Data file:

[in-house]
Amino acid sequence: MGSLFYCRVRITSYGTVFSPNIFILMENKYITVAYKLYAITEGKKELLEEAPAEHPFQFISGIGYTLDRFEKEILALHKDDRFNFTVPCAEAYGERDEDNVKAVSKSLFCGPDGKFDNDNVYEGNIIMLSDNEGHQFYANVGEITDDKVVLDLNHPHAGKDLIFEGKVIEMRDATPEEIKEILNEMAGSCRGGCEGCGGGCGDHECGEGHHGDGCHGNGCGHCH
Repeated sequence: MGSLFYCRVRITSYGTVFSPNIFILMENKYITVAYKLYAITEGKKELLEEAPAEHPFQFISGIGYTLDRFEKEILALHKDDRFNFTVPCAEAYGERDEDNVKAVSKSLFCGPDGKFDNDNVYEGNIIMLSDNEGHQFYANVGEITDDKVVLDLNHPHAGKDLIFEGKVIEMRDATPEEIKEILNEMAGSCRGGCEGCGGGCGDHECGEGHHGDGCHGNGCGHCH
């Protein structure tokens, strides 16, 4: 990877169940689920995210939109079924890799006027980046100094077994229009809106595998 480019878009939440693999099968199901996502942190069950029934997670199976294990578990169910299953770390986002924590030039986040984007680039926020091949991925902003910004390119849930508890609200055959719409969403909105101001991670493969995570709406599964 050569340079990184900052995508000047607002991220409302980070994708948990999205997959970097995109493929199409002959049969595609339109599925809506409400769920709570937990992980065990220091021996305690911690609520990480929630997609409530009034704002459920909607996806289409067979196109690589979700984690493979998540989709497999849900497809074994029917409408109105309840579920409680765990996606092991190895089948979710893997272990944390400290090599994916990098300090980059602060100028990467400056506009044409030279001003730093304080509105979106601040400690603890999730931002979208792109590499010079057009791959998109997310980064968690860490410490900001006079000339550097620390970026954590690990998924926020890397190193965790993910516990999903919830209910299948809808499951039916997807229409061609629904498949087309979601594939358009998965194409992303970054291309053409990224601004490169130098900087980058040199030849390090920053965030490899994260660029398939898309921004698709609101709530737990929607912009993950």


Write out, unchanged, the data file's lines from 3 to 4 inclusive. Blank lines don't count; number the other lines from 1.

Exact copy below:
Repeated sequence: MGSLFYCRVRITSYGTVFSPNIFILMENKYITVAYKLYAITEGKKELLEEAPAEHPFQFISGIGYTLDRFEKEILALHKDDRFNFTVPCAEAYGERDEDNVKAVSKSLFCGPDGKFDNDNVYEGNIIMLSDNEGHQFYANVGEITDDKVVLDLNHPHAGKDLIFEGKVIEMRDATPEEIKEILNEMAGSCRGGCEGCGGGCGDHECGEGHHGDGCHGNGCGHCH
């Protein structure tokens, strides 16, 4: 990877169940689920995210939109079924890799006027980046100094077994229009809106595998 480019878009939440693999099968199901996502942190069950029934997670199976294990578990169910299953770390986002924590030039986040984007680039926020091949991925902003910004390119849930508890609200055959719409969403909105101001991670493969995570709406599964 050569340079990184900052995508000047607002991220409302980070994708948990999205997959970097995109493929199409002959049969595609339109599925809506409400769920709570937990992980065990220091021996305690911690609520990480929630997609409530009034704002459920909607996806289409067979196109690589979700984690493979998540989709497999849900497809074994029917409408109105309840579920409680765990996606092991190895089948979710893997272990944390400290090599994916990098300090980059602060100028990467400056506009044409030279001003730093304080509105979106601040400690603890999730931002979208792109590499010079057009791959998109997310980064968690860490410490900001006079000339550097620390970026954590690990998924926020890397190193965790993910516990999903919830209910299948809808499951039916997807229409061609629904498949087309979601594939358009998965194409992303970054291309053409990224601004490169130098900087980058040199030849390090920053965030490899994260660029398939898309921004698709609101709530737990929607912009993950």